After getting crushed by the Buckeyes 85-63, coach Mike Krzyzewski pulled no punches. "I was just trying to figure out how not to lose by 30," he said after the game. "We've kicked some butt. Tonight my butt's sore."
The Temple score was more competitive—Duke lost 78-73—but the effort was lacking again. "I'm disappointed in our group," Krzyzewski said, pointedly avoiding the word "team". "We didn't show up tonight."
After both games, the team endured marathon practices and meetings, and the coaches changed the lineups and rotations to try to find a spark.
On Saturday came perhaps the toughest loss of them all.
When Duke and Florida State squared off in Cameron, it was described as "a man's game" and "a heavyweight fight."
The win over Virginia a week and a half earlier, also described with similar terms, paled in comparison to the physical war with the Seminoles. And as so often happens in a heavyweight bout, one combatant took a shot and went down in a heap.
After tying the score with less than five seconds left on a hard-fought Austin Rivers layup, the ‘Noles raced down the court and found a wide-open Michael Snaer for the game-winning, buzzer-beating three pointer.
Down went Duke. Down went the Cameron winning streak, at three years and one shot shy of a school record. Down went Rivers, photographed in a heap under the basket, mourning the loss on the floor.
The Blue Devils trudged off the court, shell-shocked and gutted.
"We're hurting right now," Seth Curry said.
"That kind of killed the spirit," a still-emotional Austin Rivers said. "Hitting that (game-tying) shot felt so good and then … I don't know how he got open."
Duke failed to defend the home court. They suffered a defensive lapse at a critical point in the game: A few days later, Krzyzewski gave an answer to Rivers' lament. He got open because the defense failed to close a trap on the ballhandler.
"Normally we go two-on-one on the ball handler," he said. "We had that set up and didn't funnel him to the big. We're supposed to put it on at three-quarter court and funnel him to the sideline. He got to go to the middle instead. "Seconds…Tenths of seconds are important in that situation. If you can hold him up, you can prevent him from getting that burst."
But unlike the previous two losses, the aftermath hasn't been as grueling in Durham. That's because not all losses are created equal, and sometimes a loss doesn't leave a coach with as much in need of repair.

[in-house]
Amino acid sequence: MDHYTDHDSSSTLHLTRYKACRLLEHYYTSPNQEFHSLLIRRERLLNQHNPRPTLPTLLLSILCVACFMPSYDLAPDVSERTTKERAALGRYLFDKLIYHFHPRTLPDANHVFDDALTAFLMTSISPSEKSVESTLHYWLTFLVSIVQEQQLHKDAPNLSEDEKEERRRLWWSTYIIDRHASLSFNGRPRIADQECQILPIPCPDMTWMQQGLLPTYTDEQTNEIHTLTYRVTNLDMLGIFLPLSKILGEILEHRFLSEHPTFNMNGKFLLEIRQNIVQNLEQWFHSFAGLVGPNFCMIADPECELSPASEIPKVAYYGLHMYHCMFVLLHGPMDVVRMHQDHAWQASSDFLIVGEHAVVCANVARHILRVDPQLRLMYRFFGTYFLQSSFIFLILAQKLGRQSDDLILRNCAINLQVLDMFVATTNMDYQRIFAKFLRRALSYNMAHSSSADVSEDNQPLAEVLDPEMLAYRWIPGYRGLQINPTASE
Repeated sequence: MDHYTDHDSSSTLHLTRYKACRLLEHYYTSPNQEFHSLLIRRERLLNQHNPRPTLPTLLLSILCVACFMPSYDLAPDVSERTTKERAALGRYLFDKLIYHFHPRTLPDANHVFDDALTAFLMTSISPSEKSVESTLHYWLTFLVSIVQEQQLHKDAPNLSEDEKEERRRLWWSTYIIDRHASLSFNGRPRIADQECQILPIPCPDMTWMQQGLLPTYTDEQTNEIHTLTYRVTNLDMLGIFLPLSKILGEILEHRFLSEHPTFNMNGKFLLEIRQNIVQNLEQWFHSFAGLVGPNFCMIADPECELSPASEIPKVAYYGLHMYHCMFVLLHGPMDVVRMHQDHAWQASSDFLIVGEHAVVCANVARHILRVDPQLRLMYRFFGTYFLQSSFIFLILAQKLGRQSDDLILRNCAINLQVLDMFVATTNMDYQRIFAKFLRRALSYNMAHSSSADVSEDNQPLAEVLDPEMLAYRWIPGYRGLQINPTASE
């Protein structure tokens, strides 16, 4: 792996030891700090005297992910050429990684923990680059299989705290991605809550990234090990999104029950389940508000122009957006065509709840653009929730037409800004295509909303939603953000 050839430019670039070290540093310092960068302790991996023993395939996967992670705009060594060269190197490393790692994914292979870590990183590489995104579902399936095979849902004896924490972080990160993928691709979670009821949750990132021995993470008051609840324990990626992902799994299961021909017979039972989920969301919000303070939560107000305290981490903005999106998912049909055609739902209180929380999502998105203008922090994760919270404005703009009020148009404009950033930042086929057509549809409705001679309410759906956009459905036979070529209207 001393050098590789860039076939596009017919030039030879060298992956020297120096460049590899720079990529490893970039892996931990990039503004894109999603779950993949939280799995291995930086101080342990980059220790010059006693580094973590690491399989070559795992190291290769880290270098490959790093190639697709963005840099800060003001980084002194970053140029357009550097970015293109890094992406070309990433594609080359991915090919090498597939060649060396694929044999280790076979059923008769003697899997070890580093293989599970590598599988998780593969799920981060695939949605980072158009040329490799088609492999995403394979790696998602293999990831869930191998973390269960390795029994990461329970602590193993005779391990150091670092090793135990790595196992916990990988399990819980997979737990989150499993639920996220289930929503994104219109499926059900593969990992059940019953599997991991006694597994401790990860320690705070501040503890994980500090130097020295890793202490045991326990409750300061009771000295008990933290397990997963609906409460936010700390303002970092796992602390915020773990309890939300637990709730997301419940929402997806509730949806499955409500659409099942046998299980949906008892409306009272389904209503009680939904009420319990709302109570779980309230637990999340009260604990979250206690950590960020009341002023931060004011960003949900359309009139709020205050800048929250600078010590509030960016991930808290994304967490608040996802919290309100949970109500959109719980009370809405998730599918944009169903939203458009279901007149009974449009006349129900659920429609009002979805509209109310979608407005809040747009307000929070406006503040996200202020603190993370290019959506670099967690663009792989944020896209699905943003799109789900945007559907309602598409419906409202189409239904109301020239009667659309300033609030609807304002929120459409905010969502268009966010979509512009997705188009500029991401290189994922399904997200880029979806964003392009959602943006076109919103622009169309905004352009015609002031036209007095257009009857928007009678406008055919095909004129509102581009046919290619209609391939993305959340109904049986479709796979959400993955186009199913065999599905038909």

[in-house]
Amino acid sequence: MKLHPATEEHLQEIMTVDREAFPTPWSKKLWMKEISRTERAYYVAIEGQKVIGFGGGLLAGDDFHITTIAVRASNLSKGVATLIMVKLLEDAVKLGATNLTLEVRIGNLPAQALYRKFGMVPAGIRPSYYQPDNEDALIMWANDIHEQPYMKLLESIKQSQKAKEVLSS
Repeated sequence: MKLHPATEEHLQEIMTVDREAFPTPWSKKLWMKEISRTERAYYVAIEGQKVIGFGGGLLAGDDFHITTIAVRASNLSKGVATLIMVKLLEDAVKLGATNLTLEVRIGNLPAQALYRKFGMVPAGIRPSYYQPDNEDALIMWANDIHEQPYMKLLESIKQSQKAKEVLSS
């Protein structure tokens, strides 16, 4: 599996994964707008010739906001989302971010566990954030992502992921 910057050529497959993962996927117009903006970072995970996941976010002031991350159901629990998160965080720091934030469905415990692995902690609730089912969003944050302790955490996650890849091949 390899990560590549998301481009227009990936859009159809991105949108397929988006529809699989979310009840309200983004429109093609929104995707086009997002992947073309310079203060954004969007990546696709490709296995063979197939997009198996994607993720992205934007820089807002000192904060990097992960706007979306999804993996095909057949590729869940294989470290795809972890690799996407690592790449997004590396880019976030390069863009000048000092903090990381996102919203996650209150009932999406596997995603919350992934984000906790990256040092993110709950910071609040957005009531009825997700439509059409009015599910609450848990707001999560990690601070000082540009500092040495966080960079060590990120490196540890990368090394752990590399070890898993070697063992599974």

"It's more how we handle a performance," Krzyzewski explained. "You might win and not perform well. We'd be hard on our guys about that. You can lose and not play well, and we're going to be hard. Or you can lose and play really well. That's a little bit different reaction."
"Poor performance is what we spend a lot of time reacting to. We tell them if we played really hard or not. We tell them if they did something that's not very intelligent. In other words, you tell them the truth."
The truth is, Duke played well enough to win. A few fluke plays were the difference: A Rivers three before the half waved off because it grazed a camera wire. An off-balanced, banked-in three by Snaer at the halftime buzzer. A second-half three pointer by Xavier Gibson, which was just the tenth of his four-year career.
That's not to say that there was nothing left to fix. Krzyzewski was critical of the interior defense. But it isn't a time to be tearing down the team for bad habits. It's a time to build them back up and repair their damaged psyches.
Krzyzewski preaches to the team, "Performance takes care of winning," but the performance was there, and so was one of the toughest losses a Duke team has taken in recent years.
"We came ready to play. That's what's so disappointing in the loss," Ryan Kelly said.
Sometimes, you do almost everything right, and it doesn't pay off. Sometimes bad things just happen.
"If you lose and you're busting it the whole game, you just lose," Krzyzewski said.
Now, with a trip to Maryland on the horizon, the staff needs to convince the team to keep busting it anyway.